REVIEW: Made to Break by D. Foy
by Benjamin Rybeck
As a latecomer to Made to Break — somebody who had read reviews extolling its bleakly exuberant language, somebody who had absorbed the author’s dense and absurd “Dispatches from the Road,” a series published by Electric Literature, before reading a single sentence of the novel itself — I felt like I had a pretty clear idea of what D. Foy’s debut novel would be like: foreboding and primal, with language so rich it induces gout in otherwise healthy readers. It was certainly these things, yes, which Foy himself suggests by namedropping Bauhaus, Nick Cave’s “Stagger Lee,” and Hunter S. Thompson (plus a character named “Badalamente,” which perhaps references David Lynch, whose longtime musical collaborator’s name is Angelo Badalamenti). But what surprised me about the novel was how,
cutting through all the dark clouds that crowd Foy’s world, sensitivity and kindness shined through his prose
. I wasn’t expecting to feel so moved by a book in which the earth is “corrupt” and “filled with violence.”
Foy’s plot is simple — almost a chamber play, or a locked room whodunit, in which the culprit is nature itself (both human and otherwise).
Five friends invade a middle-of-nowhere cabin — with a dead lovebird on the floor and clowns on the walls — on New Year’s Eve.
The ostensible purpose is to bid farewell to Lucille, a wild girl giving up her ways to take a corporate job. She was formerly involved with one of the friends, a veteran named Dinky (whose cabin provides the novel’s setting), before cheating on him with another friend, a cantankerous and drug-addled musician named Basil. Then there’s the enigmatic — and pseudonymous — Hickory, who has entranced the fifth friend, and narrator, AJ. Early in the novel, an accident leaves Dinky seriously injured, and a freak downpour floods the roads, stranding the characters at the cabin, unable to get help for their dying friend. Inert and helpless, they pass the time circling old wounds and shooting at one another sophomoric insults — “banana dick,” “poor fuckless fart,” “eat my ass” — while genuine menace gathers outside, not only in the form of the storm, but also embodied by Super, a local man with a Hamlet-obsession and a dead monkey dangling from his truck’s rearview mirror; Super seems to want to help the five friends, but only in the most sinister ways.
If this was all that the novel got up to — shadows, and bickering, and dying — it might feel one-note, a mean-spirited, punishing exercise in depression and destitution. But
Foy has more in mind, shuffling his timeframe in a way that affords the reader not only glimpses the characters’ pasts but also brilliant glimpses into future.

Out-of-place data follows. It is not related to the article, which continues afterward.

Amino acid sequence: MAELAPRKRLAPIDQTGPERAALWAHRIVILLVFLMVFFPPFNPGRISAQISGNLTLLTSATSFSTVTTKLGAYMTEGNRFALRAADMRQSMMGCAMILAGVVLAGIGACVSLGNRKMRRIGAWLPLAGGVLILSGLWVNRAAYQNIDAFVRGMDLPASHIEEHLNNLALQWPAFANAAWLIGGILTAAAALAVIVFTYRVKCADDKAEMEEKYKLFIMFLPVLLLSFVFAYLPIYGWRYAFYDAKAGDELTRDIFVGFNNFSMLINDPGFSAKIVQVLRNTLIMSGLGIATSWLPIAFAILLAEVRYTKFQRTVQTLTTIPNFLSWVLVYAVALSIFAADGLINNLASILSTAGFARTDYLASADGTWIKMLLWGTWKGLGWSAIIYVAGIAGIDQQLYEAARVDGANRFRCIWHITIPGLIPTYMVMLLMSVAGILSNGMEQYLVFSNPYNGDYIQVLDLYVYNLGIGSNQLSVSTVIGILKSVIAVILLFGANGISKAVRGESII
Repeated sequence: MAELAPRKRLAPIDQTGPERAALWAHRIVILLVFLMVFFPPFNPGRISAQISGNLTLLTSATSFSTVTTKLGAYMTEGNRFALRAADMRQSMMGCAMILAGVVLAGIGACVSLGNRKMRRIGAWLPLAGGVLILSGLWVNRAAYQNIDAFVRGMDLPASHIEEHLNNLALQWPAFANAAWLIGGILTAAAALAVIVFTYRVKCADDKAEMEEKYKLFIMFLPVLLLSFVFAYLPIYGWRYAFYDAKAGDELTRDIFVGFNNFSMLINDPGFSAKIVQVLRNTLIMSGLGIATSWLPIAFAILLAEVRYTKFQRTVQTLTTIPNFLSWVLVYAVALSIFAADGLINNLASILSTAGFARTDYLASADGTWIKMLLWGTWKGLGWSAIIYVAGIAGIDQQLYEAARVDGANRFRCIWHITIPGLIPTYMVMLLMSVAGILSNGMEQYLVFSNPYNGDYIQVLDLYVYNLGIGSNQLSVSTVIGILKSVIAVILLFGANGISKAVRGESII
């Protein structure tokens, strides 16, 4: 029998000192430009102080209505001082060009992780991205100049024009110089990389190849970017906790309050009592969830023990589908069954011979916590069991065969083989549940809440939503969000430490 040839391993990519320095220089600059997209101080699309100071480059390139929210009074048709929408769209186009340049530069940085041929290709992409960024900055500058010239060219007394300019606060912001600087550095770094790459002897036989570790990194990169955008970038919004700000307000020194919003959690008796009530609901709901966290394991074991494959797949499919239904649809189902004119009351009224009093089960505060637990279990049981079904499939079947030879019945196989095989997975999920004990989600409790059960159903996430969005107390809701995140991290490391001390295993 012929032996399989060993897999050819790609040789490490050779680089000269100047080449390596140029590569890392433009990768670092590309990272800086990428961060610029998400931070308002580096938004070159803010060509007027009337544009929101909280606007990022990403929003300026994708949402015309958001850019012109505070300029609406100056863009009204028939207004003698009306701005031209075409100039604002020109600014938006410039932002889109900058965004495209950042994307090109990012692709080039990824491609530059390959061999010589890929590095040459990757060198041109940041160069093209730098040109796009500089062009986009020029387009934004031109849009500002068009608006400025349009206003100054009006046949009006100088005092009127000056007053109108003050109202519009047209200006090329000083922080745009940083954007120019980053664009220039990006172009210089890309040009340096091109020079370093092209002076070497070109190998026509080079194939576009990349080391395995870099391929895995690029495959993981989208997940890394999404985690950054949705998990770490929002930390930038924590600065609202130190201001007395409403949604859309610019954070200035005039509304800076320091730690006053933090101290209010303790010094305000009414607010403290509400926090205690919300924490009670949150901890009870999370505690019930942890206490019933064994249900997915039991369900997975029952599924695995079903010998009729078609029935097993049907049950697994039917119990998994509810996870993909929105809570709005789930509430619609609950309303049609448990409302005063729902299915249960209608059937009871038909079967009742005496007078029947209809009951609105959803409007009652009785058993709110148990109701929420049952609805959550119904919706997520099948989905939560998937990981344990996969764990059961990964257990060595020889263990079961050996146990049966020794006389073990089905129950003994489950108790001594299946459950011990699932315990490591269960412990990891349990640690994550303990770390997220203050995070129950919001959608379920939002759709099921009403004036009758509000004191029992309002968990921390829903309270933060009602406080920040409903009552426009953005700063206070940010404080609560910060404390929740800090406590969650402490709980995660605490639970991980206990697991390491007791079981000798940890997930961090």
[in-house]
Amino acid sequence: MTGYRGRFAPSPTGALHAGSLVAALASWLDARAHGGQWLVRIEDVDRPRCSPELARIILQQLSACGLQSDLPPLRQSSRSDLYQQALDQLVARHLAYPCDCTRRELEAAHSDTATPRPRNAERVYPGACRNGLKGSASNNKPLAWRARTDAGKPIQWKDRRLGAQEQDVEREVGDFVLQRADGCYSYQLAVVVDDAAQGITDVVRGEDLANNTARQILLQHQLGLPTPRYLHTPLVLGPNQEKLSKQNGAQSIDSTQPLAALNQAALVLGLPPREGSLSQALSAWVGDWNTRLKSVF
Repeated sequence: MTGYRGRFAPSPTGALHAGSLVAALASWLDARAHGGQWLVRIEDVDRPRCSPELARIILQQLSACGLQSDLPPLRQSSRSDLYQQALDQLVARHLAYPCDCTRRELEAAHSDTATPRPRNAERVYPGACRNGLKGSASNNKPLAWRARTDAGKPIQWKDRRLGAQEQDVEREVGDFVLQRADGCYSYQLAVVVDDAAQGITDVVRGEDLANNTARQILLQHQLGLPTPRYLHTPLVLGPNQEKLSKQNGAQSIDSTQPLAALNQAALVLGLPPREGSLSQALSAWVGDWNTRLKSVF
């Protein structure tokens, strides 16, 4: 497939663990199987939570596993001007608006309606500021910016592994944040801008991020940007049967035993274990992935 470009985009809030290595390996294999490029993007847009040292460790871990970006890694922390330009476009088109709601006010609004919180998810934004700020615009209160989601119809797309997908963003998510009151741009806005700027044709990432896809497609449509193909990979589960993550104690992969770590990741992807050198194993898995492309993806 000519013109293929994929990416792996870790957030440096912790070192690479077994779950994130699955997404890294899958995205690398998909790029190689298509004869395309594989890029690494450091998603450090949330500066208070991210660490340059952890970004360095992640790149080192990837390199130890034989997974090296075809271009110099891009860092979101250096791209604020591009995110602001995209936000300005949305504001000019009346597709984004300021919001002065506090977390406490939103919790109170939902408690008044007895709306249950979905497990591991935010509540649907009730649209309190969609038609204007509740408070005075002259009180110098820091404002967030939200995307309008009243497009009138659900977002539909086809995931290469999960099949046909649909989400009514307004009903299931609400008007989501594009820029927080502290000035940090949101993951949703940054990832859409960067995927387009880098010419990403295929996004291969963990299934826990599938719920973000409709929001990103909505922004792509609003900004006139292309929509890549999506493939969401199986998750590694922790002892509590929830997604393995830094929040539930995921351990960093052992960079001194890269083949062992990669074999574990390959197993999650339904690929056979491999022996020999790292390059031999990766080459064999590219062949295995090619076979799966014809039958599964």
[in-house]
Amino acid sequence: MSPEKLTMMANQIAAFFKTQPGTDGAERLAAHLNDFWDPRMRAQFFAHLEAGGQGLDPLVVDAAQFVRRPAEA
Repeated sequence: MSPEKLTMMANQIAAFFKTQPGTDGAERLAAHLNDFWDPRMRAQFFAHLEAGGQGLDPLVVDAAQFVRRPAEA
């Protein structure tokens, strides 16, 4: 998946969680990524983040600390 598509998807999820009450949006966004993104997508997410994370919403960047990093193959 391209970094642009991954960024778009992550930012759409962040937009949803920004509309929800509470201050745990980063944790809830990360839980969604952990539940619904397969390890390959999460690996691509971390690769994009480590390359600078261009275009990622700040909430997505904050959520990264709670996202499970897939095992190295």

Gradually it becomes clear that AJ is narrating the novel from a calmer future: He now does manual labor “trucking crops” in the San Francisco Bay Area, and relates the events of that New Year’s Eve to his only friend, a man known as Thomas the Tattooed Whiskey Man (if ever a character deserved his own spin-off novel based on name alone…). This glimpse of AJ’s future adds fatalistic poignancy to Made to Break, and the reader watches what happens in the cabin — the fights, the tragedies, and, finally, the celebrations — knowing that loneliness will always lie ahead for AJ, eventually leaving him with nothing but memories: of “the only people [he’d] ever truly known and who for that reason were strangers”; of his friend Dinky’s laughter; of a girl named “Avey,” about whom he mutters in his sleep.
Much has been made of Foy’s language, and deservedly so:
Made to Break sustains its manic intensity throughout every sentence
, a characteristic it shares with many other Two Dollar Radio titles, including Jeff Jackson’s Mira Corpora, Shane Jones’ forthcoming Crystal Eaters, and Anne Marie Wirth Cauchon’s Nothing (I wonder what would happen if the vacant hipsters of Wirth Cauchon’s debut ran into Foy’s characters at a party). These are all short books — at 218 pages, Made to Break is the longest of them — but one gets the sense that if the books were longer, the author would need hospitalization. Sometimes Foy’s language tries out abstraction — for instance, I’m not sure what to do with an early metaphor that claims the “night was rage,” or with a character who “wept into oblivion” — but his best writing has a specificity of figuration that makes it feel like a nightmare you can’t shake — a nightmare whose vivid details to you tell anyone who’ll listen. A passage involving the disposal of a dead body deserves quoting at length:
I took down the blanket and rolled him. He was heavy as a block of steel. And all along his backside, ankles to groin, his skin had mottled up in a swirl of purples and blues. It looked as if he’d been lying for weeks in a pool of wine. The flesh beneath the hair on his legs was cool. I could’ve been holding a chunk of moldy pipe.
Such compressed, lucid writing makes Made to Break always understandable, and a thrilling world to inhabit, no matter how much corruption and violence it contains. “How is it,” AJ asks, “the strangest people we know are nearly always ourselves?”
Foy’s mission is to embody the familiar for so long that it becomes unfamiliar
, sort of like saying a name again and again until it loses all meaning. Reading this novel, I thought of Lawrence Ferlinghetti, who told us “a poem is a mirror walking down a strange street.” Yes, perhaps — but Foy is a kind of poet too, only his mirror walks down familiar streets, making them seem strangest of all.
by D. Foy